SAN FRANCISCO (AP) — California's state auditor is briefing the governing board of the University of California Thursday on findings that UC administrators hid $175 million in a secret reserve fund even as the system raised tuition and sought more public funding.
Auditor Elaine Howle says her office found murky budgeting practices in the office of UC President Janet Napolitano that failed to track expenditures and explain decision-making. Howle also criticized the president's office for intentionally interfering with the audit by screening survey responses of individual campuses.
"We saw enough interference that we could not rely on the results," she said.
Napolitano has apologized for the way her office handled the investigation but disputed findings that her office hid $175 million. She said much of the money is committed to system-wide university programs, leaving a much smaller amount —about $38 million— in reserves for unexpected expenses.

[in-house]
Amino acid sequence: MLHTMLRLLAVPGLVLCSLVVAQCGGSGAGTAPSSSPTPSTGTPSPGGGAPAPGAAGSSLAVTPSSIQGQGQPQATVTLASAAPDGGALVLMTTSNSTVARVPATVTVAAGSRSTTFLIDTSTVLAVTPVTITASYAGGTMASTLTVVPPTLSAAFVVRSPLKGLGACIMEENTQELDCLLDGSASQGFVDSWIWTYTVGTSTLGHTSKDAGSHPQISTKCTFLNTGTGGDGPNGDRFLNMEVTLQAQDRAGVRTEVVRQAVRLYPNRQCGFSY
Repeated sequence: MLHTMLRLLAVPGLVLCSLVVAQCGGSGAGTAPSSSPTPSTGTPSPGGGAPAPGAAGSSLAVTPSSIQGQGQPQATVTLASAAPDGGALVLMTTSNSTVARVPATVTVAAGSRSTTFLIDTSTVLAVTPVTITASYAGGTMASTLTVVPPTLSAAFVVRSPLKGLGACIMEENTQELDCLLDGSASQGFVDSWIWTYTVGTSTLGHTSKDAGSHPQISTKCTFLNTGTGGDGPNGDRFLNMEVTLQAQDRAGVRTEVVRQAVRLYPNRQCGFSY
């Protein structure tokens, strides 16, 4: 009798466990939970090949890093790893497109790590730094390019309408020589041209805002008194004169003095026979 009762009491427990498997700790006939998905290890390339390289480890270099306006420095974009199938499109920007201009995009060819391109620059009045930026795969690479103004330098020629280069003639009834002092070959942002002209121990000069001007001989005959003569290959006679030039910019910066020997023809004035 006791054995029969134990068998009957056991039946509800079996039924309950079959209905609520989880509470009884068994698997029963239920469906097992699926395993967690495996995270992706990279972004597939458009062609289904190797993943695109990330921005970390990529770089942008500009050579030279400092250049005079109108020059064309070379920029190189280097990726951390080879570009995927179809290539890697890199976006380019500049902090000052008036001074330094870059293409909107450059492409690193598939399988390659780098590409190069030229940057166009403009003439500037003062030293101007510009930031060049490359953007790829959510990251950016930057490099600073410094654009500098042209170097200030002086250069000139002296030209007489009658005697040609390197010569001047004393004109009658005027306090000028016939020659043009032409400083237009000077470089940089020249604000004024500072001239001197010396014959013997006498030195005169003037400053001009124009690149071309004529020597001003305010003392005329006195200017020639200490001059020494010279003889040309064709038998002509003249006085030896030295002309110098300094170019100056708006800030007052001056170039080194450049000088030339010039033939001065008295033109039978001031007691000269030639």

Still, the university system has committed to implementing the audit's recommendations.
The audit drew bipartisan legislative ire and prompted California Gov. Jerry Brown to withhold $50 million from the UC system's budget to "hold their feet to the fire."
The governing board of one of the most prestigious public university systems in the country also is scheduled to vote on a proposal to cap out-of-state undergraduate enrollment at 18 percent.
This is a controversial subject for a public university system that benefits from higher out-of-state tuition but hears complaints from California undergraduates who say they are being squeezed from coveted spots by wealthier nonresidents.
State lawmakers last year withheld $18.5 million unless the system adopted a cap.
Four popular campuses that currently exceed the 18 percent cap will be allowed a higher cap pegged to next year's enrollment. Those campuses include UC Berkeley at 24 percent; UC San Diego and UCLA at 23 percent; and UC Irvine at 19 percent.